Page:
One of the most important British actors to emerge during the 1960s, Alan Bates made his reputation early in his career as one of the original "angry young men" of the post-war English theatre. His rumpled, malleable features lending themselves to his explosive versatility, Bates became a stage star through his portrayals of various disenfranchised working-class young men in such productions as John Osborne's Look Back in Anger, directed in 1956 by Tony Richardson, and Harold Pinter's The Caretaker, staged in 1964. Bates went on to establish himself as a noted screen actor in over 50 films, with particularly memorable turns in Zorba the Greek (1964), Georgy Girl (1966), and The Fixer (1968), for which he received a Best Actor Oscar nomination.
The son of an insurance broker and a housewife, Bates was born the eldest of three brothers in the Midlands suburb of Allestree, Derbyshire, on February 17, 1934. Both of his parents were amateur musicians and encouraged their son to pursue a career as a concert pianist, but at the age of 11, Bates discovered that his true passion was for acting. After taking speech lessons and studying for a time with an acting teacher, he won a scholarship to London's Royal Academy of Dramatic Arts, where he trained as a classical performer. Bates interrupted his studies to spend two years of service with the Royal Air Force and made his professional stage debut in 1955, at Coventry, with the Midland Theatre Company. Foregoing a traditional apprenticeship with an established theatre company, Bates instead joined the English Stage Company, a new repertory group based at London's Royal Court Theatre. He made his West End debut in 1956 in the company's first production and had his true breakthrough with his starring role in Tony Richardson's premiere staging of John Osborne's Look Back in Anger later that year.
Look Back in Anger made Bates a star of the London and Broadway stage, and began a lifelong stage career that saw him perform in the works of such great modern playwrights as Harold Pinter, Tom Stoppard, and Alan Bennett, as well as those of Chekov, Shakespeare, Ibsen, and Strindberg. In 1960, the actor made his screen debut as one of Laurence Olivier's sons in Richardson's The Entertainer. Starring roles in Bryan Forbes' Whistle Down the Wind and John Schlesinger's A Kind of Loving followed two years later; both films received acclaim, much of which was directed toward Bates' performances as a murderer on the run in the former and a young working-class dreamer in the latter. The actor spent the remainder of the 1960s more or less in the spotlight, thanks to his starring work in some of the decade's most celebrated films, including Zorba the Greek (1964), Georgy Girl (1966), Le Roi de Coeur (1966), Far From the Madding Crowd (1967), The Fixer (1968), and Women in Love (1969). Each film showcased Bates' astonishing and often underrated versatility, as well as a willingness to do just about anything. This tendency was unforgettably demonstrated with his nude turns in Le Roi de Coeur and Women in Love, the latter of which required him to engage in an earthy wrestling session with Oliver Reed. Bates received his only Oscar nomination for John Frankenheimer's The Fixer, in which he portrayed a Russian Jew unjustly accused of murder.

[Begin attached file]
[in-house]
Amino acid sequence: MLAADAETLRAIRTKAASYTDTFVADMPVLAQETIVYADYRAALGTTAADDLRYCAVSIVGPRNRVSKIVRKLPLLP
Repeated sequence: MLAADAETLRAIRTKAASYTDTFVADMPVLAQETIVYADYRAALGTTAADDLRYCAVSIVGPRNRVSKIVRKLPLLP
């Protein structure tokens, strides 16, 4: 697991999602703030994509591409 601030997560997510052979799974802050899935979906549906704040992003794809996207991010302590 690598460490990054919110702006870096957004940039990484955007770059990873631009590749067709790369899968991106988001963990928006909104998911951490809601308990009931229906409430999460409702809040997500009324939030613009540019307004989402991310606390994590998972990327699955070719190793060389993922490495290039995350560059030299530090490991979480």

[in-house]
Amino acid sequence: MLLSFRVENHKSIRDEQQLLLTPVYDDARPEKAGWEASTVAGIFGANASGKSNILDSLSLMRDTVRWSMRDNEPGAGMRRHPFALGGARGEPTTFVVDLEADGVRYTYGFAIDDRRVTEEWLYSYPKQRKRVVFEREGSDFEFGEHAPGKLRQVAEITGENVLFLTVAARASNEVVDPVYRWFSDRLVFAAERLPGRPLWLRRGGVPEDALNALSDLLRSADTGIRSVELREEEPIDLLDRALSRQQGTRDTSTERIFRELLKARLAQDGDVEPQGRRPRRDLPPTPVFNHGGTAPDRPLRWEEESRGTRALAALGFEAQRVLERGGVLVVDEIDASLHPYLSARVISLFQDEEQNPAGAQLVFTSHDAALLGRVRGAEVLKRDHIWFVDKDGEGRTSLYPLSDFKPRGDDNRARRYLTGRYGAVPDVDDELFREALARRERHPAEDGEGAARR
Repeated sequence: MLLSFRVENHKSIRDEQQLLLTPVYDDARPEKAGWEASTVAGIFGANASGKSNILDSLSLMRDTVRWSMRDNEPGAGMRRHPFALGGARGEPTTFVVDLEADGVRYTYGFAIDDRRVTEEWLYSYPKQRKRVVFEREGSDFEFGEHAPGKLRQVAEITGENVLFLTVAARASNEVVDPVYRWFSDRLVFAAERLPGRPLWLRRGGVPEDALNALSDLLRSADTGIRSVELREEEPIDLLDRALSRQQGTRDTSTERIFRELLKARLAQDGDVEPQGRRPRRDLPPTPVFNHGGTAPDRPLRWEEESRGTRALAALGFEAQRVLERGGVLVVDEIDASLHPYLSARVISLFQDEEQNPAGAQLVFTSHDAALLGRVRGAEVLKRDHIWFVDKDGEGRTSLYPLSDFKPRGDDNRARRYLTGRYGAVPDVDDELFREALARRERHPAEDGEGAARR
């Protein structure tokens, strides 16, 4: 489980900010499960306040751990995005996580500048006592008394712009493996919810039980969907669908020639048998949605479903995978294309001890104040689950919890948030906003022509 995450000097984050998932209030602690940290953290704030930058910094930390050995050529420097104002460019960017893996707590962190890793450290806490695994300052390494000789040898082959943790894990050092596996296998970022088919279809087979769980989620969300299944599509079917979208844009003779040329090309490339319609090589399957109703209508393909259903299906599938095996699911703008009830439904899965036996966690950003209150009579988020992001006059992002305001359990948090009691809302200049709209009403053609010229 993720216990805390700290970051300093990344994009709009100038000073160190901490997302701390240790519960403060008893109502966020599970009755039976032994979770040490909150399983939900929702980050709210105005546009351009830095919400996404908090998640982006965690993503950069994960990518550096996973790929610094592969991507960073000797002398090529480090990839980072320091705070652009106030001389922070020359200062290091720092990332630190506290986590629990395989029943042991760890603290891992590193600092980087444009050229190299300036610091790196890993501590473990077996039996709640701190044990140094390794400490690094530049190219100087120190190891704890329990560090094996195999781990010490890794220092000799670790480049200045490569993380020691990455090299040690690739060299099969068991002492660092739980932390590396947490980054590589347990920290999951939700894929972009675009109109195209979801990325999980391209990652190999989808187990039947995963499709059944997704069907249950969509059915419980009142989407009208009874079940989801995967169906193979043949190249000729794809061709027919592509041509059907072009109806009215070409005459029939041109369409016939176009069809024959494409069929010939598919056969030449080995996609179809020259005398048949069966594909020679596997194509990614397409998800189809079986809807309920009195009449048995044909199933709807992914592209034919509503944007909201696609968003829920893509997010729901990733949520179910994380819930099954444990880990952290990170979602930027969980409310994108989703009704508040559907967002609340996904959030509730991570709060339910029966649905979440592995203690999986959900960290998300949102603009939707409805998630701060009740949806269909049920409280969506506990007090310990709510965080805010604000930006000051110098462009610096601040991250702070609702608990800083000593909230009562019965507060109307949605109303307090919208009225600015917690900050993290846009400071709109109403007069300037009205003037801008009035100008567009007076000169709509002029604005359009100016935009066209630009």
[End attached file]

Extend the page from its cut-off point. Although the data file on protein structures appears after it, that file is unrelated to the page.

Bates began the subsequent decade on a very positive note, doing acclaimed work in Olivier's The Three Sisters (1970), in which he played Vershinin; A Day in the Death of Joe Egg (1971), which cast him as the father of a young invalid whose condition puts a strain on her parents' marriage; and Joseph Losey's The Go-Between (1971), in which he and Julie Christie played illicit lovers. The actor's subsequent projects were incredibly varied, ranging from the exceptional (Lindsay Anderson's made-for-TV In Celebration ) to the execrable (Michael Winner's The Wicked Lady ), and Bates, although a prolific screen performer, tended to do his best work on the stage and television. He publicly acknowledged in at least one interview that it was his tendency to work constantly that allowed him to weather two tragedies that struck him in the early 90s: first, the death of his son Tristan from an asthma attack in 1990; second, the 1992 death of his longtime wife, actress Victoria Ward. Following his son's death, Bates and his other son Benedick, Tristan's twin, established the Tristan Bates Theatre at the Actors Centre in Covent Garden. In addition to his work for the theatre, Bates, who received a CBE from the Queen in 1995, continued to appear on the screen, his talents on particularly fine display in Franco Zeffirelli's Hamlet (1990), in which he played the conniving Claudius. ~ Rebecca Flint Marx, Rovi